What pops into your mind when you think of a miracle? Something life-changing, awe-inspiring, and all around amazing, to be sure. Often we imagine events that are nearly impossible, yet they happen right before our eyes.

But what about the everyday miracle?

I’m talking about the moments that inspire us to stop what we’re doing and catch our breath, that cause us to step back in amazement. Suddenly we realize we’ve caught a glimpse of God at work in our daily life, in the midst of our routine, and it always catches us off-guard.

I call these everyday miracles, because they are special. They aren’t for everyone. They’re personal, tailor-made for your life. Placed in those pockets of time to teach you, lead you, heal you, help you, and grow you. Sometimes they’re small things, and sometimes not. I’ve realized that often they come in disguise.

One that I never saw coming was the day my mother came home from work and told me she had lost her job. Doesn’t sound very miraculous, does it? The hospital where she worked was closing. Our only options were to stay for a year in New York until I graduated, or to move that summer and I would finish school in Minnesota. At sixteen, I was mortified. How could this possibly be a good thing?

We did move, and it turned out to be the best decision we could have made. I didn’t understand it, because I had left my friends and all that I thought made me happy behind in the place I had grown up. Yet back there, even after accepting Christ, I had frequent bouts of deep depression and suicidal behavior. I believe that, in part, the move was God saving my life.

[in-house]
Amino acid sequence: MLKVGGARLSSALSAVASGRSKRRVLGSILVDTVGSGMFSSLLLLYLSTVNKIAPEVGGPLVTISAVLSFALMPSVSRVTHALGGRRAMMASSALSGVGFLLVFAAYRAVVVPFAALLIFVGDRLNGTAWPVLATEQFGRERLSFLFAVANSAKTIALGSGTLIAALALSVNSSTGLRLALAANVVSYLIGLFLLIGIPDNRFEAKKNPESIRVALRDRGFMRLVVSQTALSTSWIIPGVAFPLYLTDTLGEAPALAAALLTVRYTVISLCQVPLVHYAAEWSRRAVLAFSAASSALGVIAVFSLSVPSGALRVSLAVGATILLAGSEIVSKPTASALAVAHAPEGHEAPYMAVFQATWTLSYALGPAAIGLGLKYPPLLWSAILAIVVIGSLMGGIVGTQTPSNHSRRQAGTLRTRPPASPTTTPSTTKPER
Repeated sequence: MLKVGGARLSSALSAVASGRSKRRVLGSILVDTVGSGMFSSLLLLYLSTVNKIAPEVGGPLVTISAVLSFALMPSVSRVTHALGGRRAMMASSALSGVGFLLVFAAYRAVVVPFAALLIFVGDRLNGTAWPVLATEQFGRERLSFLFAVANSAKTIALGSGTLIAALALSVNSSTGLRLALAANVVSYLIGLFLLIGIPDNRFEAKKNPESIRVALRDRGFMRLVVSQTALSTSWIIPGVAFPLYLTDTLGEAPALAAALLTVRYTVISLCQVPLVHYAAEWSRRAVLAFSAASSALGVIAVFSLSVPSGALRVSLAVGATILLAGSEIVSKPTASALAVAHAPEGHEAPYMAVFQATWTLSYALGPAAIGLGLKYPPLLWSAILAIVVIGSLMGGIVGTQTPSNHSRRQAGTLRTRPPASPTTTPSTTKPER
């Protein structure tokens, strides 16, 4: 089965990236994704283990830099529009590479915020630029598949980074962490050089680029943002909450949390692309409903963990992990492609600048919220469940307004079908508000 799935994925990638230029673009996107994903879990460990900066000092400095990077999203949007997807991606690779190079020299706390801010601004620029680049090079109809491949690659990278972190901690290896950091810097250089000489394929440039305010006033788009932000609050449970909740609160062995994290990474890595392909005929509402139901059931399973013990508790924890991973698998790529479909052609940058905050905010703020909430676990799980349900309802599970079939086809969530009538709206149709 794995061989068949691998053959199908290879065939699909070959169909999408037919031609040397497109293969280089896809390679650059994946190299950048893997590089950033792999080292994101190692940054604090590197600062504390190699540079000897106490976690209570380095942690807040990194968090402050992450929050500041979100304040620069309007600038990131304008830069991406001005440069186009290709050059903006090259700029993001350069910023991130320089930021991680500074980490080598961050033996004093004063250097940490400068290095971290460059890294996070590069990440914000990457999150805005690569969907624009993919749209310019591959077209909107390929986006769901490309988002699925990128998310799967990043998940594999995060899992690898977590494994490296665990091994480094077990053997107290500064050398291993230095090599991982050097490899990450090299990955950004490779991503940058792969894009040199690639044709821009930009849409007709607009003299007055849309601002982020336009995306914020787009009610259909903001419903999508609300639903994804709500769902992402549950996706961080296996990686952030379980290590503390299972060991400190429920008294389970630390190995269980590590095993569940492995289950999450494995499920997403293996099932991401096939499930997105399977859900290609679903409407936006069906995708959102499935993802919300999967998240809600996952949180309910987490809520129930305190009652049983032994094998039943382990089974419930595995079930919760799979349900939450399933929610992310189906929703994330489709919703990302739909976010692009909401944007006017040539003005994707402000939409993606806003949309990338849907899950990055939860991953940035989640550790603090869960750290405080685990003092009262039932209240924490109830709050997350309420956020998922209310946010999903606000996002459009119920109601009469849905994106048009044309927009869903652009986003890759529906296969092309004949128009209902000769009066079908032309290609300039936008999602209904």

But for me, that was not the most significant miracle.

My mother, brother, and I often struggled to be a family. Our relationships were fragmented, filled with tension and anger. In Minnesota, something shifted in us. We became closer than we had ever been, which is a blessing and a miracle because I genuinely never believed it possible.

And because, less than ten years later, I would lose both of them.

Now, the good memories I have are my treasures. Those are my miracle moments. I can see where God was at work in my life, my heart, and in my family.

James 1:7 tells us that “every good and perfect gift is from above, coming down from the Father of heavenly lights, who does not change like shifting shadows,” (NIV).

I’m going to throw a curveball here. Not everything we define as good is actually good for us. So when we read the beginning part of this verse, we must keep in mind that the definition of “good” that James is referring to is God’s definition. Not ours. God sees what we need, what will bring us peace and joy and benefit us in the long-term, not just what will make us happy in the moment.

Think of something in your life today where you feel a need of some kind. Lift that up to him, and then leave that issue in God’s hands. Shift your focus. Be patient, because sometimes it takes time. But at the right moment, when things begin to break through and fall into place, that is where your miracle exists.

It might not be something huge, like moving cross-country. It might be something as small as a phone call from a friend or a letter in the mail. And it might not seem significant to anyone else.

Whatever it is, if it means something to you, it means something to God. And when the pieces fall into place, it isn’t always the way we expect or hope. Yet it is exactly what we need, because that’s how God works.

A miracle doesn’t have to be splashed across the front page of a newspaper to be spectacular. It just has to be a moment in which you and the Lord meet, and he reveals something that he has done and it changes your heart. It causes you to lift your eyes heavenward and give thanks.

It is your good, perfect gift, come down from the Father of heavenly lights.

 

Heather Gilmore

Author Heather Gilmore

Heather Gilmore grew up in upstate New York and now lives in Brooklyn Park, MN. Her degrees in intercultural studies and creative writing have helped develop her greatest passion - to use writing to help others see the beauty of Christ and his love for the world. She is the vice president of the Knights of the Quill Writing Society at North Hennepin Community College and is currently at work on a novel.

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